As a booster, a volunteer and a fan, the contributions of Peter Hupperten [1984-present] have been invaluable to Seawolf Athletics. A longtime insurance broker in Anchorage, Hupperten began his association with UAA in 1984, founding the Benton Bay Athletic Lions Club and forming an immediate partnership with the Seawolves. Clad in their familiar gold bibs, Benton Bay members have been a fixture at all UAA contests since, volunteering over 15,000 hours and raising hundreds of thousands of dollars for Seawolf Athletics. In 1984-85, Hupperten and the Lions began another tradition by teaming with UAA to start the Athlete of the Year program, now known as the Bill MacKay Athlete of the Year. Along with then-athletic director Ron Petro, he was also instrumental in founding the Seawolf Booster Club, now known as the Seawolf Athletic Association. Starting with the 1985-86 campaign, Hupperten volunteered his services in yet another capacity, becoming the official videographer for Seawolf hockey, and continuing in that role until his ‘retirement’ in 2011 – at age 90. A native of Spokane, Wash., Hupperten played football at Washington State University, earning his B.S., in police science in 1942. Commissioned as a lieutenant, he served in World War II in the South Pacific and China, and in the Chinese Civil War. Following his long military service, he worked for USF&G in both Portland and Seattle, where he was a pioneer for girls’ high school sports during the 1960s. Hupperten moved to Anchorage in 1966 and joined the Spenard Lions Club one year later. The father of two children, Hupperten still attends as many Seawolf events as possible with his wife Karan.

Seawolf Hall of Fame Classes


2013  
Peter Hupperten, booster/volunteer, 1984-present

            Tobias Schwoerer, cross country/Nordic skiing, 2000-03
           

2012   Charlie Bruns, men’s basketball coach, 1980-2004

            Doug Spooner, hockey, 1987-91


2011  
William ‘Bill’ MacKay, 1985-

            Dr. William J. Mills, team physician emeritus, 1976-

            Zuzana Razusova, women’s skiing, 1995-98

            Ryan Williams, men’s basketball, 1995-97


2010  
Linda Bruns, women’s basketball coach, 1979-90

2009   Paul Crews, ski coach, 1982-2001

            Jim Hajdukovich, men’s basketball, 1995-99


2008  
Rick Stafford, men’s basketball, 1995-97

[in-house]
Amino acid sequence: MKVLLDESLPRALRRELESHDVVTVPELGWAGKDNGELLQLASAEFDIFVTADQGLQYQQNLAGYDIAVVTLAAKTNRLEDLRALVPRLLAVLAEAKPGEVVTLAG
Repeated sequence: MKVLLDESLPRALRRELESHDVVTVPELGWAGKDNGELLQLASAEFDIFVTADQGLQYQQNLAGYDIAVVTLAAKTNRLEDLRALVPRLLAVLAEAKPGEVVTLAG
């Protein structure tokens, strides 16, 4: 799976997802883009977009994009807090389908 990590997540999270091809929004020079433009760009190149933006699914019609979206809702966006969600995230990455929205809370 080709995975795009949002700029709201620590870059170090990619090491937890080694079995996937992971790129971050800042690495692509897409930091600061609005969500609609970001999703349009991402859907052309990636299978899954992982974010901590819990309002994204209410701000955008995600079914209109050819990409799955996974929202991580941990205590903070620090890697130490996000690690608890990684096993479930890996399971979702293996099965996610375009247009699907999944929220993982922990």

2007   Rob Conn, hockey, 1988-91

            Elena (Tkacheva) Lowery, gymnastics, 1994-97

2006   Allegra (Stoetzel) Butler, women’s basketball, 1992-96

            Derek Donald, hockey, 1988-92

            Harry Larrabee, basketball coach/administrator/athletic director, 1979-86 & 1991-2000

 

2005   Jason Kaiser, men’s basketball, 1993-95

            Pete McEnaney, hockey, 1984-88

            Ron Petro, athletic director, 1984-92

            Ken Ralph, swimming, 1988-90

2004   Cheryl Bishop, women’s basketball, 1982-87

            Tiina (Kantola) Hoffman, skiing & cross country, 1982-92

            Paul Krake, hockey, 1988-92

            Jack Peterson, faculty athletic representative, 1975-97

2003   Dr. Jay Caldwell, team physician, 1979-04

            Wendy Sturgis, women’s basketball, 1988-92

            Chuck Homan, hockey booster, 1977-present

            Jennie (Szczerbinski) Krupp, volleyball, 1988-92

            Dean Larson, hockey, 1988-92

2002   Brush Christiansen, hockey coach, 1979-96

            Jesse Jackson, men’s basketball, 1985-87

            Britta Kjellstrand, women’s skiing & cross country, 1978-82

            Jon Pauole, swimming, 1989-92

            Mike Peluso, hockey, 1985-89

2001   Tom Besh, ski coach, 1977-90

            Teri Frankie-Lavallee, gymnastics, 1985-90

            Hansi Gnad, men's basketball, 1983-87

            Robin Graul, women’s basketball, 1985-89

            Dr. Lee Piccard, administrator, 1976-94

            Dennis Sorenson, hockey, 1980-84

            Tracy Zink, volleyball, 1987-90